"Fair use" laws
"Fair use" laws allow for copying of copyrighted works without permission. When minimal copying is done for educational and research purposes, and it does not take away from the commercial value of the original work, it is considered "fair use". Calligraphic teachers often copy lettering, illustrations, or texts to distribute to students. However, copying a major portion of a text book so that students do not have to buy it is illegal. "Fair use" laws of copyrighted material allow for limited copying for classwork if the teacher decides to use a copyrighted material and it is too late to obtain permission. There is a helpful booklet available through the National Association of College Stores, Inc. which gives detailed information on what can be copied legally under the "fair use" clause of copyright law. You may obtain a copy by writing to them at the address below. It is doubtful that a class would be prosecuted for using a text without permission to practice lettering, or for sharing copies of favorite poems. However, obtaining copyright permission of texts is a serious concern for professional calligraphers who display and sell their work to the public. It is not legal to depend on quoted work to sell your own work.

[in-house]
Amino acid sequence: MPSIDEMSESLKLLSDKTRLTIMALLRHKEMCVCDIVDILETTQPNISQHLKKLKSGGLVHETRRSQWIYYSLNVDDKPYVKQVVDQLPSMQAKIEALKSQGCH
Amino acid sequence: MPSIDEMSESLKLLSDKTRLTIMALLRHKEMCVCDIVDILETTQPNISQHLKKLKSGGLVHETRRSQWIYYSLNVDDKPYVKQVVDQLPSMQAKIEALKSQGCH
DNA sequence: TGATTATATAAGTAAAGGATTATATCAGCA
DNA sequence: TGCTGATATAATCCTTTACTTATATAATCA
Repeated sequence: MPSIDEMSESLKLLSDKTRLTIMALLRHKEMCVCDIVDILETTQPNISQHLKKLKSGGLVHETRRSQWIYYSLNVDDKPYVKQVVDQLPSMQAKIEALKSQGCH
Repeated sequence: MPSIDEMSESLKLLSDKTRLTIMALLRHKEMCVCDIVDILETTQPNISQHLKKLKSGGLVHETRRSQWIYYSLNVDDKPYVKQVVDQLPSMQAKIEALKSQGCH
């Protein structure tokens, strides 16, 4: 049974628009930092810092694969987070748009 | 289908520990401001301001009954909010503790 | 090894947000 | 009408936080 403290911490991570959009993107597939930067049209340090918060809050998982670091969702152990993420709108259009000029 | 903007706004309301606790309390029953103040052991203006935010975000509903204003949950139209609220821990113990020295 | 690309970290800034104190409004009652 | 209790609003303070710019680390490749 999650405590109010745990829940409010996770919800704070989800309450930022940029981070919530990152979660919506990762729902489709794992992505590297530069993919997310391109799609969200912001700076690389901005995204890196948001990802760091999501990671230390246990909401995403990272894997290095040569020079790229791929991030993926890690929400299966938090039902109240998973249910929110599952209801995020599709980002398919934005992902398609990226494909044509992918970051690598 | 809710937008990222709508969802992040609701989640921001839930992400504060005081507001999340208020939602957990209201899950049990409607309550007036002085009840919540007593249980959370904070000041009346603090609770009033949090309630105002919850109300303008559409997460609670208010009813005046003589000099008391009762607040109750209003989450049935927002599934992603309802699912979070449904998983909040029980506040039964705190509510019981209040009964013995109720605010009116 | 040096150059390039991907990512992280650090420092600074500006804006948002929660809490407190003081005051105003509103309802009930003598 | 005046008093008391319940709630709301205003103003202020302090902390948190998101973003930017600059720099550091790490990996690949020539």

I hope these articles on copyright have been helpful to you. There is a lot of information available from the Copyright Office, textbooks and the internet. Good luck.

To order forms and circulars, call the Copyright Office Hotline at (202) 707-9100, or write to the U.S. Copyright Office, Publications Section, LM-455, Library of Congress, 101 Independence Avenue, S.E., Washington, D.C. 20559.